The School for Changemakers (SfCM) marked its 5th Anniversary, that has arisen out of partnership between Liverpool Hope University and Initiatives of Change (IofC). The event provides a networking opportunity for participating young people, aged between 18-28, moving into internships, work opportunities and who have been identified as emerging leaders of the future. In partnership, these two organisations bring a very diverse group of young people from many different countries and backgrounds to learn about aspects of ‘change’ from personal, professional and spiritual dimensions. The hope is to develop leaders who create positive changes in themselves, communities, countries and throughout the world.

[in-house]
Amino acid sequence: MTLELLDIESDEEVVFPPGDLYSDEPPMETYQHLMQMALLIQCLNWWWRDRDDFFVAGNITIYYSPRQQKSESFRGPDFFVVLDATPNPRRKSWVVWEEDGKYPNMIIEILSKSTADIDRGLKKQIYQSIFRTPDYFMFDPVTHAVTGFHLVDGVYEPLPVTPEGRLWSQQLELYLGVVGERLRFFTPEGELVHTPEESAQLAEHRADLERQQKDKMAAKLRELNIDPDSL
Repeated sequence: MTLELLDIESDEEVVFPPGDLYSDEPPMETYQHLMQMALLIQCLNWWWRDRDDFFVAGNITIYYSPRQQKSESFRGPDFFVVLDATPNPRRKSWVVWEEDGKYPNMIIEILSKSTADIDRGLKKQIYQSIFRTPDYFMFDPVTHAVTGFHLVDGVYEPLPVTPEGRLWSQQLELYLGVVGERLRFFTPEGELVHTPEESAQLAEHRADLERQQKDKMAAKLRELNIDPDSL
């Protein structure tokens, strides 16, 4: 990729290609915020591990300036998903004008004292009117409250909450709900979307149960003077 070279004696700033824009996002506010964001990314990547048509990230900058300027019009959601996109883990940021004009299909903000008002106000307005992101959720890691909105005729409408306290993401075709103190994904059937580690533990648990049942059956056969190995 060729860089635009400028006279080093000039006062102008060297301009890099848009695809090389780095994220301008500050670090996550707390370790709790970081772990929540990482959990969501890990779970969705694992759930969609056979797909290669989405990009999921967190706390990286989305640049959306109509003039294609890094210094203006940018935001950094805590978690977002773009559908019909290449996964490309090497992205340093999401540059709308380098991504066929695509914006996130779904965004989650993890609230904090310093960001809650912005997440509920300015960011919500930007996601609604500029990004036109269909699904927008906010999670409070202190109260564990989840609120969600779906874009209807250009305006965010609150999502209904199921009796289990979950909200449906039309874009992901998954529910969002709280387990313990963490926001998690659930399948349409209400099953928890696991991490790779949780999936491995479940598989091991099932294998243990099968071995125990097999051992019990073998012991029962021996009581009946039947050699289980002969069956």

As part of the School for Changemaker’s annual summer conference (20-22 June), 64 young people gathered from all across the UK and beyond at Liverpool Hope University to take part in an intensive, 3-day event entitled ‘Leading for Change’. Laura Noble, a participant, gives her personal account and impression of the 2014 conference.
Perhaps SfCM's most significant and focused times are delivered through the ‘learning tracks’. These are afternoon sessions focussed around certain aspects of change: Vocation, Business, Communities, Education, Environment or Politics.
Participants were asked to choose a learning track as a path of discovery. The tracks focus around deepening understanding regarding change in their respective area. These tracks were delivered by Sasha Shimina, Scott Darby, Chris Evans, Fiona Daukes, Elsa Vogel; David Curtis, Param Bhatia Singh and Daya Bhagawandas who had joined us from Australia.